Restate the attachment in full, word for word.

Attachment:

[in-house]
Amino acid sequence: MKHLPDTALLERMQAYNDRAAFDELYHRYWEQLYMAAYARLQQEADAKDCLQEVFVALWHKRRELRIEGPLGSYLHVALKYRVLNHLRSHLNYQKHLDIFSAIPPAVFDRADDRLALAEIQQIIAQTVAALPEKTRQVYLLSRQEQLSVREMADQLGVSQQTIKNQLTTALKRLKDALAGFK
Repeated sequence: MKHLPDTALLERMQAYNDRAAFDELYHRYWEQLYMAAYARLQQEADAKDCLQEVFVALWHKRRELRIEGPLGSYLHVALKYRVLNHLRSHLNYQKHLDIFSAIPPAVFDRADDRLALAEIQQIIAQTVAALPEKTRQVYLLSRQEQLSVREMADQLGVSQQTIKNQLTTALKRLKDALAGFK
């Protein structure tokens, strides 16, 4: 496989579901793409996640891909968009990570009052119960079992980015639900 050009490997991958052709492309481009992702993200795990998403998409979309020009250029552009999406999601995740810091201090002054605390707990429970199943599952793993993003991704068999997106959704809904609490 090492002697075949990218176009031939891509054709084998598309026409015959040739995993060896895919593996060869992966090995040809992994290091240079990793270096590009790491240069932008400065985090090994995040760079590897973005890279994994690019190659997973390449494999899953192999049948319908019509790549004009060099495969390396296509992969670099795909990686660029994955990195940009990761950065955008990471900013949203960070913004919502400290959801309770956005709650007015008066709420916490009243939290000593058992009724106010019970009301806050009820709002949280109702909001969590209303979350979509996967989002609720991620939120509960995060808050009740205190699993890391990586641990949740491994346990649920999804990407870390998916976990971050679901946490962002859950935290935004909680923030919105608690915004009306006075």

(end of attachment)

[in-house]
Amino acid sequence: MKHLPDTALLERMQAYNDRAAFDELYHRYWEQLYMAAYARLQQEADAKDCLQEVFVALWHKRRELRIEGPLGSYLHVALKYRVLNHLRSHLNYQKHLDIFSAIPPAVFDRADDRLALAEIQQIIAQTVAALPEKTRQVYLLSRQEQLSVREMADQLGVSQQTIKNQLTTALKRLKDALAGFK
Repeated sequence: MKHLPDTALLERMQAYNDRAAFDELYHRYWEQLYMAAYARLQQEADAKDCLQEVFVALWHKRRELRIEGPLGSYLHVALKYRVLNHLRSHLNYQKHLDIFSAIPPAVFDRADDRLALAEIQQIIAQTVAALPEKTRQVYLLSRQEQLSVREMADQLGVSQQTIKNQLTTALKRLKDALAGFK
């Protein structure tokens, strides 16, 4: 496989579901793409996640891909968009990570009052119960079992980015639900 050009490997991958052709492309481009992702993200795990998403998409979309020009250029552009999406999601995740810091201090002054605390707990429970199943599952793993993003991704068999997106959704809904609490 090492002697075949990218176009031939891509054709084998598309026409015959040739995993060896895919593996060869992966090995040809992994290091240079990793270096590009790491240069932008400065985090090994995040760079590897973005890279994994690019190659997973390449494999899953192999049948319908019509790549004009060099495969390396296509992969670099795909990686660029994955990195940009990761950065955008990471900013949203960070913004919502400290959801309770956005709650007015008066709420916490009243939290000593058992009724106010019970009301806050009820709002949280109702909001969590209303979350979509996967989002609720991620939120509960995060808050009740205190699993890391990586641990949740491994346990649920999804990407870390998916976990971050679901946490962002859950935290935004909680923030919105608690915004009306006075």